Knocking down LSD1 inhibits the stemness features of colorectal cancer stem cells

Colorectal Cancer

Chen J, et al. Braz J Med Biol Res 2020.


As a top leading cause of cancer death in many countries, colorectal cancer (CRC) has drawn increasing attention to the study of the pathological mechanism. According to the "cancer stem cell hypothesis", malignancies originate from a small fraction of cancer cells that show self-renewal properties to initiate and sustain tumor growth and tumor metastasis. Therefore, these cancer stem cells (CSC) probably play important roles in tumor recurrence, metastasis, and drug resistance. Previous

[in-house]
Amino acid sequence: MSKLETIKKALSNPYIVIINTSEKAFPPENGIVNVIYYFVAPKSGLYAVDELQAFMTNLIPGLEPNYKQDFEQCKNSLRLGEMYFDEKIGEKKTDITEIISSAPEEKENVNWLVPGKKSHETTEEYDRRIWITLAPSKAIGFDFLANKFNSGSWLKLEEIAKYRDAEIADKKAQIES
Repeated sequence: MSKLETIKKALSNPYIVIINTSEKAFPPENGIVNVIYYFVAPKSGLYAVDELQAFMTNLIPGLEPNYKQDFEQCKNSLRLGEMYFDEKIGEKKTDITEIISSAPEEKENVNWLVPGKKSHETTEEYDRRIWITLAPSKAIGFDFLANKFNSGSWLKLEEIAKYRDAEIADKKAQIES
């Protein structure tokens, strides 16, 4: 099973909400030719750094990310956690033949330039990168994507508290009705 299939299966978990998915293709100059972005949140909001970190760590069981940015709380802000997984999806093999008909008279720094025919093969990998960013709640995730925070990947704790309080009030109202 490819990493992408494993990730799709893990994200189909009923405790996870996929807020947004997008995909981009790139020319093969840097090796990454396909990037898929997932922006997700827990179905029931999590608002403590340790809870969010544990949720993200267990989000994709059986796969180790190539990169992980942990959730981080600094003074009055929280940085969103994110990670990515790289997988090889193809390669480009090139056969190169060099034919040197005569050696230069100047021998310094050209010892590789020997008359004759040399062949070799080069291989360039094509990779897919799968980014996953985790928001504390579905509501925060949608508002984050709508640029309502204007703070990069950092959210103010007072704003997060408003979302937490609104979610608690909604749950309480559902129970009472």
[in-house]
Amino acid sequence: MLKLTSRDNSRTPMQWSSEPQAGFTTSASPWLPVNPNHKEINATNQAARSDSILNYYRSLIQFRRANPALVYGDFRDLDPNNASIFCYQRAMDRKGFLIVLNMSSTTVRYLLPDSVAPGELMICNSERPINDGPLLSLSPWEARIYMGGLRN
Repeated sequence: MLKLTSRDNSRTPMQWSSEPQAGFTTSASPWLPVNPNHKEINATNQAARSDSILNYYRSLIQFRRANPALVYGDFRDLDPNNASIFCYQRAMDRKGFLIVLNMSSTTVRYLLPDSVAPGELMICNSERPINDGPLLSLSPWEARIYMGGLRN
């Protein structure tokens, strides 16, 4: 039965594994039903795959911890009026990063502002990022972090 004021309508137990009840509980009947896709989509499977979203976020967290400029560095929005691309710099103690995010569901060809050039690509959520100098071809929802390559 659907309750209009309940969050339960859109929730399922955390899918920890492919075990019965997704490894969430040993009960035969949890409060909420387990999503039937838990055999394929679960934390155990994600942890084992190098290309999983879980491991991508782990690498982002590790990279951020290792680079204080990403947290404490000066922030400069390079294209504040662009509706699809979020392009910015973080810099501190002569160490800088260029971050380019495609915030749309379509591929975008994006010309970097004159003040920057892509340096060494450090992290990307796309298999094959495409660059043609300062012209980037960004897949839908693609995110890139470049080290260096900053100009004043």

research reported that lysine-specific histone demethylase 1 (LSD1) maintains cancer stemness through up-regulating stemness markers SOX2 and OCT4. CD133 is believed to be the most robust surface marker for CRC stem cells, however the regulatory effect of LSD1 on stemness of CD133+ CRC has never been reported. In this study, our objectives included: 1) to isolate pure CD133+ and CD133- cells from SW620 cell line; 2) to investigate the effect of LSD1 on the characteristics of CD133+ stem cancer cells by knocking down the target gene. Results suggested that the SW620 cell line had both CD133+ and CD133- subsets. The CD133+ subset exhibited more CSC-like characteristics compared with the CD133- subset with higher viability, colony formation rate, migration and invasion rate, resistance to anti-cancer drugs, and apoptosis in vitro. The CD133+ also induced faster tumor formation and larger tumors in vivo. In the LSD1-knockdown CD133+ cells, the CSC-like characteristics had been all weakened. We conclude that LSD1 was important for CSCs to maintain their "stemness" features, which could be a potential therapeutic target of CRC.